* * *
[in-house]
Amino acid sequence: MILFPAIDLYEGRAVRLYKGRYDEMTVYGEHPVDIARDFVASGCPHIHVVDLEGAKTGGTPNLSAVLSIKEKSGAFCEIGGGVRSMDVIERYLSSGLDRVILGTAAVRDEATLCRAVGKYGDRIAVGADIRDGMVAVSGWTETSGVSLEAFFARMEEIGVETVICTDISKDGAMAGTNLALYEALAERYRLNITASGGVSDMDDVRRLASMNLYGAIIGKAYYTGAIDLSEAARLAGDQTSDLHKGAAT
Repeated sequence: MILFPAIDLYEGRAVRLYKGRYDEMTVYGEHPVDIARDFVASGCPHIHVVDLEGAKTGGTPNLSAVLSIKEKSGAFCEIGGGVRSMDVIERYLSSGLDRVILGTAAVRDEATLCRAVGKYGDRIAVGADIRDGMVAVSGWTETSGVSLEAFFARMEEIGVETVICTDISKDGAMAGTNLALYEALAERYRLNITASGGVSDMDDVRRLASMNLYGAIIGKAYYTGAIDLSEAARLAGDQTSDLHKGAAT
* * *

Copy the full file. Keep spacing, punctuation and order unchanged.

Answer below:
[in-house]
Amino acid sequence: MILFPAIDLYEGRAVRLYKGRYDEMTVYGEHPVDIARDFVASGCPHIHVVDLEGAKTGGTPNLSAVLSIKEKSGAFCEIGGGVRSMDVIERYLSSGLDRVILGTAAVRDEATLCRAVGKYGDRIAVGADIRDGMVAVSGWTETSGVSLEAFFARMEEIGVETVICTDISKDGAMAGTNLALYEALAERYRLNITASGGVSDMDDVRRLASMNLYGAIIGKAYYTGAIDLSEAARLAGDQTSDLHKGAAT
Repeated sequence: MILFPAIDLYEGRAVRLYKGRYDEMTVYGEHPVDIARDFVASGCPHIHVVDLEGAKTGGTPNLSAVLSIKEKSGAFCEIGGGVRSMDVIERYLSSGLDRVILGTAAVRDEATLCRAVGKYGDRIAVGADIRDGMVAVSGWTETSGVSLEAFFARMEEIGVETVICTDISKDGAMAGTNLALYEALAERYRLNITASGGVSDMDDVRRLASMNLYGAIIGKAYYTGAIDLSEAARLAGDQTSDLHKGAAT